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Biol Psychiatry. 2008 Jan 15;63(2):191-6. Epub 2007 Jun 6.

The dysbindin gene (DTNBP1) is associated with methamphetamine psychosis.

Author information

1
Department of Neuropsychiatry, Okayama University Graduate School of Medicine, Dentistry and Pharmaceutical Sciences, Okayama, Japan.

Abstract

BACKGROUND:

The dysbindin (DTNBP1 [dystrobrevin-binding protein 1]) gene has repeatedly been shown to be associated with schizophrenia across diverse populations. One study also showed that risk haplotypes were shared with a bipolar disorder subgroup with psychotic episodes, but not with all cases. DTNBP1 may confer susceptibility to psychotic symptoms in various psychiatric disorders besides schizophrenia.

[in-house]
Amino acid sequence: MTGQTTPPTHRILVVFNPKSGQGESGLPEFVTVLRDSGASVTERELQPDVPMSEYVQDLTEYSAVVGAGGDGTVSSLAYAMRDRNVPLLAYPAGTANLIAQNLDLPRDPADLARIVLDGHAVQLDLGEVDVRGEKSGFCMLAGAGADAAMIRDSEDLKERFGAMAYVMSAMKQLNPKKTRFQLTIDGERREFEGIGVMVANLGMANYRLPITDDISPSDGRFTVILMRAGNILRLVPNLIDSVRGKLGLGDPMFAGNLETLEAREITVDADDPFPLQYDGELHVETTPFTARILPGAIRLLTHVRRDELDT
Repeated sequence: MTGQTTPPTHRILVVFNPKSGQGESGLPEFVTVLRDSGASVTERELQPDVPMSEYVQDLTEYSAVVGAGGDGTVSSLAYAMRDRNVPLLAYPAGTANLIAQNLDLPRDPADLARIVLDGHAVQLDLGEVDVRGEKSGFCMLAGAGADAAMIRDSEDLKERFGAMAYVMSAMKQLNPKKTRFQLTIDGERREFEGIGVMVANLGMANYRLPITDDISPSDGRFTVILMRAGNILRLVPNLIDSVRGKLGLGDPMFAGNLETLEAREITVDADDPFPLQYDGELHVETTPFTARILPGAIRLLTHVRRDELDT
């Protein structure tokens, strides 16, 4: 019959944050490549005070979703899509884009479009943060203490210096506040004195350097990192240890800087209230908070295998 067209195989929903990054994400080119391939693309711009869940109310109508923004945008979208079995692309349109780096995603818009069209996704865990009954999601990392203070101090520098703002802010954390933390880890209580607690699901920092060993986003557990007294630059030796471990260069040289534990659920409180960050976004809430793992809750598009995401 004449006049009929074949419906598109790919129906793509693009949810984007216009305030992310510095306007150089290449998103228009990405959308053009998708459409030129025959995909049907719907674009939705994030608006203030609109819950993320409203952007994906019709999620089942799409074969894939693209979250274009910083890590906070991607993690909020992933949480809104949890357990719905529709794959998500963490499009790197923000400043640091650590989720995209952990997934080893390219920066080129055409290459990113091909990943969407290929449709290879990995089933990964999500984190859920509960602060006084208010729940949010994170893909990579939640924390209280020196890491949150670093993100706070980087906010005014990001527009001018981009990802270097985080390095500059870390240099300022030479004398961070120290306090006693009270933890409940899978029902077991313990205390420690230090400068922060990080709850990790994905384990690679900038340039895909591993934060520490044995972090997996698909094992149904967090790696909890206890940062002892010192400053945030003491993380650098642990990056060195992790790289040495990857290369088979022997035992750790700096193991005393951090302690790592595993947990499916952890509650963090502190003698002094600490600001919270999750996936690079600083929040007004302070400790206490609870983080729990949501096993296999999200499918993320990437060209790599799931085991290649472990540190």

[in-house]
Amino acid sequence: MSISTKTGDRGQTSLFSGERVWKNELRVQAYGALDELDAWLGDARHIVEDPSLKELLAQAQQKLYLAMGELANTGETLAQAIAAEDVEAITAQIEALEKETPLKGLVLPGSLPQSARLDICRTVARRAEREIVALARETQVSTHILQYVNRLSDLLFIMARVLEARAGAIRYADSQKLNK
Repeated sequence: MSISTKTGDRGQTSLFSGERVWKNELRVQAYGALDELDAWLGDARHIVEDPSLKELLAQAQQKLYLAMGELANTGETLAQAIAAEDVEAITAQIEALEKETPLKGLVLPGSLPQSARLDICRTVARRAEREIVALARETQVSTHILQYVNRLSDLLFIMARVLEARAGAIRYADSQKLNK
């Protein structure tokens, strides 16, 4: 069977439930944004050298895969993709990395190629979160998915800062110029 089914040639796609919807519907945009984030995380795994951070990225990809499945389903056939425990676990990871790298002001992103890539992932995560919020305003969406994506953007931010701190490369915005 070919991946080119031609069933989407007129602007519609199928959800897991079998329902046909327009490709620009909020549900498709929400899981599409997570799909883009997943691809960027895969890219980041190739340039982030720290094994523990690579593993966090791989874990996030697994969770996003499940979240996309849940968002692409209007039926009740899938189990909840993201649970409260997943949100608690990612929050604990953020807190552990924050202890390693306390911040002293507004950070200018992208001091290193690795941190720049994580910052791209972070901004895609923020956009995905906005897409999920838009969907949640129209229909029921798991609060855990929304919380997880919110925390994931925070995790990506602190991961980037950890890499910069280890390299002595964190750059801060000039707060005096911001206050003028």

METHODS:

Methamphetamine psychosis, the psychotic symptoms of which are close to those observed in schizophrenia, was investigated through a case (n = 197)-control (n = 243) association analyses of DTNBP1.

RESULTS:

DTNBP1 showed significant associations with methamphetamine psychosis at polymorphisms of P1635 (rs3213207, p = .00003) and SNPA (rs2619538, p = .049) and the three-locus haplotype of P1655 (rs2619539)-P1635-SNPA (permutation p = .0005). The C-A-A haplotype, which was identical to the protective haplotype previously reported for schizophrenia and psychotic bipolar disorders, was a protective factor (p = .0013, odds ratio [OR] = .62, 95% confidence interval [CI] .51-.77) for methamphetamine psychosis. The C-G-T haplotype was a risk for methamphetamine psychosis (p = .0012, OR = 14.9, 95% CI 3.5-64.2).

CONCLUSIONS:

Our genetic evidence suggests that DTNBP1 is involved in psychotic liability not only for schizophrenia but also for other psychotic disorders, including substance-induced psychosis.

PMID:
17555717
DOI:
10.1016/j.biopsych.2007.03.019
[Indexed for MEDLINE]

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